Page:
it's so overloaded, there's such increase diastolic filling pressures,
that you're going to hear an S3.
The presence of the 3rd heart sound does serve as a highlighting good ratio
for the presence of aortic insufficiency in the setting of these other features.
Alright, so that's aortic regurgitation.
One last diastolic murmur and this is the murmur of mitral stenosis.
Now fortunately, we don't see a lot of mitral stenosis anymore
ever since the advent of antibiotics that are being distributed all over the world
to prevent rheumatic fever cuz basically, mitral stenosis is almost every time,
unless it's surgical or a few other rare birds,
it's caused by progressive closure and stenosis of the mitral valve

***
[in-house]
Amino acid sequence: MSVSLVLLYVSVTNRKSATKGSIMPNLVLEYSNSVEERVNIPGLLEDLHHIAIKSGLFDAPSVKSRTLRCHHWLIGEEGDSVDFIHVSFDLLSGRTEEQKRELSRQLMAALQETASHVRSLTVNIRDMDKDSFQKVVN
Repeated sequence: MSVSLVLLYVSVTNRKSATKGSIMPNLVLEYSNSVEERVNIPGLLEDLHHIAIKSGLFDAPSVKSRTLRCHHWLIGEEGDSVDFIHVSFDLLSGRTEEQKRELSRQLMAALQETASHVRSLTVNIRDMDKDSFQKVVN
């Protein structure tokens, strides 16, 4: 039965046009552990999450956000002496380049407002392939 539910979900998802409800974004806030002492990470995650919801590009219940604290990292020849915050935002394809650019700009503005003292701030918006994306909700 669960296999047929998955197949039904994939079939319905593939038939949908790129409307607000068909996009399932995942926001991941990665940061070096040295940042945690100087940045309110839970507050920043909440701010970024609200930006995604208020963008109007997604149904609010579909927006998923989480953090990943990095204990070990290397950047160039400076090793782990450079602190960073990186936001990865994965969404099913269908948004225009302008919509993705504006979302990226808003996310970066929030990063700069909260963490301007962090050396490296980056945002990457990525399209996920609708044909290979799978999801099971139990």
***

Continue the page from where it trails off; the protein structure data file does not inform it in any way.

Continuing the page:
in the setting of rheumatic heart disease.
The murmur of mitral stenosis which I myself have only heard a handful of times is low,
it is again diastolic, we are going to hear it over here at the apex,
so again location apex, intensity its fairly quiet though
depending upon how loud is that that does correlate with the disease,
and then the shape and the pitch, this sound is described as a rumble
or even the growling of a dog so it sounds like this [making a sound] very low in pitch,
guttural, but fairly holosystolic.
So that's the murmur of mitral stenosis and with that,
I think we've covered all the different murmurs that we're going to potentially hear
and now we should move on to start talking about a few specific cardiac conditions
that are non-valvular in nature.